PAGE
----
This root and ones like it were connected to “fate” throughout Tolkien’s life. It first appeared as ᴱ√MṚTṚ or ᴱ√M(B)ṚTṚ “chance” in the Qenya Lexicon of the 1910s with derivatives like ᴱQ. mart “a piece of luck”, ᴱQ. mart- “it happens” and ᴱQ. marto “fortune, fate, lot” (QL/63). Thus in QL it seems to have more to do with happenstance than destiny, but in the contemporaneous Gnomish Lexicon its derivatives were G. Bridwen “Fate personified”, G. mart(os) “portion, fate, lot”, G. martion “fated, doomed, fey”, and G. umbart or umrod “fate” (GL/24, 56, 75), so perhaps the root meaning had already begun to shift.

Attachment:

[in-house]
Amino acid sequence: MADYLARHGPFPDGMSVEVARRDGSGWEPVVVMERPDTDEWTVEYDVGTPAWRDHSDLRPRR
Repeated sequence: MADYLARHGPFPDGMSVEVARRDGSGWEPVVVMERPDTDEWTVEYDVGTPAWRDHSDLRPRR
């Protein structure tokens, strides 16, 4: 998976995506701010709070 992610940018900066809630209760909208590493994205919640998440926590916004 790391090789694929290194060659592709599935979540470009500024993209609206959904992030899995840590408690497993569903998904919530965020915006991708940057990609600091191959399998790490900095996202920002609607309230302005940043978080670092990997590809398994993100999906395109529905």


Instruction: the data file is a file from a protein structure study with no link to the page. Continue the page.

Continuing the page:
In The Etymologies of the 1930s the root appeared as ᴹ√MBARAT “fate” (Ety/MBARAT); this replaced an earlier unstrengthened version ᴹ√MAR-TA, as reflected in the change of the Noldorin form from N. marth >> N. barth (EtyAC/MBARAT), later still N. ammarth >> S. amarth (Ety/MBARAT; SA/amarth). In Notes on Galadriel’s Song (NGS) from the late 1950s or early 1960s Tolkien explicitly said that the root √MAR(AT) or √MBART “doom, fate” was not connected to √MBAR “dwell” (PE17/66), but in notes from the late 1960s he changed his mind and made an etymological connection between the two roots: see √MBAR for details.